New volunteering data out today

This morning the Department for Digital, Culture, Media and Sport (DCMS) published the latest results from its Community Life Survey. This survey provides the most reliable data on volunteering rates in England. This blog presents some of the key findings from the 2017/18 data.

Overall levels of volunteering are stable

Today’s data shows that rates of volunteering have not changed: 38% of people reported they had formally [1] volunteered at least once a year in 2017-18. Although this is up 1% from 2016-17, this increase is not statistically significant, meaning that the increase is too small to be certain that it is not just due to chance. The same is true if we look at rates of ‘regular’ formal volunteering: over one in five (22%) of people reported they volunteered once a month, a figure that remains unchanged from last year.

Due to a change in methodology last year, when the survey moved from being a face-to-face interview to an online/paper version which respondents complete themselves, it is difficult to compare longer trends over time. The new data using online and paper surveys suggests, that volunteering rates might be slightly lower than previously thought when the data was collected through face-to-face interviews. However, across the same methodology levels of involvement remain stable over time.

25 to 34-year olds are the least likely to volunteer

People aged 25-34 years old are the least likely to formally volunteer with only 15% volunteering once a month. The highest rates of volunteering can be found among the 65-74 year olds, with 29% volunteering once a month and 42% at least once a year.

Despite previous increases in volunteering rates among young people (16-24 year olds), the new data shows that in 2017/18 their levels of formal volunteering at least once a year are similar to overall rates for the whole population and only slightly higher for regular involvement (24% vs 22% overall).

Volunteering rates are higher in rural and less deprived areas

People living in more deprived areas are less likely to volunteer formally. In 2017/18, 15% volunteered regularly in the most deprived areas of England compared with 29% in the least deprived. There is also divide between rural and urban areas: 29% of people living in rural areas volunteer formally on a monthly basis versus 21% of people in urban areas. These trends are unchanged from last year.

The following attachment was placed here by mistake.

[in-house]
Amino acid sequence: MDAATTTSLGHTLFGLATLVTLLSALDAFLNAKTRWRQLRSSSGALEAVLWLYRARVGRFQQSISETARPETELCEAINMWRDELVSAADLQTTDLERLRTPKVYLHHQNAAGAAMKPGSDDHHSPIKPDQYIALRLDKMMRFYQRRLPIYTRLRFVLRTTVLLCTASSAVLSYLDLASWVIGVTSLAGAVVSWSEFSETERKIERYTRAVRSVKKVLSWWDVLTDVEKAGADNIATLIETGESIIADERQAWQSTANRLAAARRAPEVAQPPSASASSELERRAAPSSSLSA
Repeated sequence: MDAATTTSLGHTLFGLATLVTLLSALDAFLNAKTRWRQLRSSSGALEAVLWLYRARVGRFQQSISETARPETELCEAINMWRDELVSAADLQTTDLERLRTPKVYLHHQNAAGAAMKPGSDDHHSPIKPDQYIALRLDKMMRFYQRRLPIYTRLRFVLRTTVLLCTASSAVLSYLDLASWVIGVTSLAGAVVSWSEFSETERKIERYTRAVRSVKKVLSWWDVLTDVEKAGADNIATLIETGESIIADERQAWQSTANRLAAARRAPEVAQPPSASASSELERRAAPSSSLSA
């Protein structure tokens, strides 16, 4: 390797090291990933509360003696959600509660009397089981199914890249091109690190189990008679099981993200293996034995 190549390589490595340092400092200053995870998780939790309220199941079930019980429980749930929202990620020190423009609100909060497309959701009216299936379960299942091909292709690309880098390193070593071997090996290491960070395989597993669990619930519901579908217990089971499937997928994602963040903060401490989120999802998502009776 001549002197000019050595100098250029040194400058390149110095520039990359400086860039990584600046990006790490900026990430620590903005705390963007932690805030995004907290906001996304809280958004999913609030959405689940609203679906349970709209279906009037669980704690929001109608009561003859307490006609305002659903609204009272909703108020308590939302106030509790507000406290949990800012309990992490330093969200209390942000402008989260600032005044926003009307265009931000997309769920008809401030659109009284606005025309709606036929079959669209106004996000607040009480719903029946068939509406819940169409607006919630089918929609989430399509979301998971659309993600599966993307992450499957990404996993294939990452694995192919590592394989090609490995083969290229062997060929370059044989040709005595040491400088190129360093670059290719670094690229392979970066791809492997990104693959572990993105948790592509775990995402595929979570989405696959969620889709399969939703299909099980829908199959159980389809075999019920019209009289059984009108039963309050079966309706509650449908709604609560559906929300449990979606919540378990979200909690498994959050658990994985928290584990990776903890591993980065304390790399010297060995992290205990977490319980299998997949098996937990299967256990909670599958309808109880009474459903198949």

‘Wanting to do good’ remains the most important reason to volunteer

In 2017/18, improving things and helping others remains the most common reason why people get involved: 46% of people say that is why they volunteer. About a third (31%) of people said they gave time because the cause was important to them.

Having spare time is an important reason for people to get involved (25%) but also a barrier for people to get into volunteering or do it more frequently. One in two people (51%) said that work commitments are a barrier to volunteering and more than one third (37%) said they do other things in their spare time – up from 35% in 2016/17.

Find out more

If you want to find out more, you can have a look at the data yourself by accessing the Excel spreadsheet or read the DCMS summary report. When the full data is available, we will be doing further analysis which will be published next near in our 2019 UK Civil Society Almanac.

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Lisa Hornung Lisa Hornung is a senior data and research analyst in the research team at NCVO. She leads on the data collection, analysis and communication of the UK Civil Society Almanac. More widely, she helps to ensure that NCVO remains at the forefront of voluntary sector data collection and analysis.

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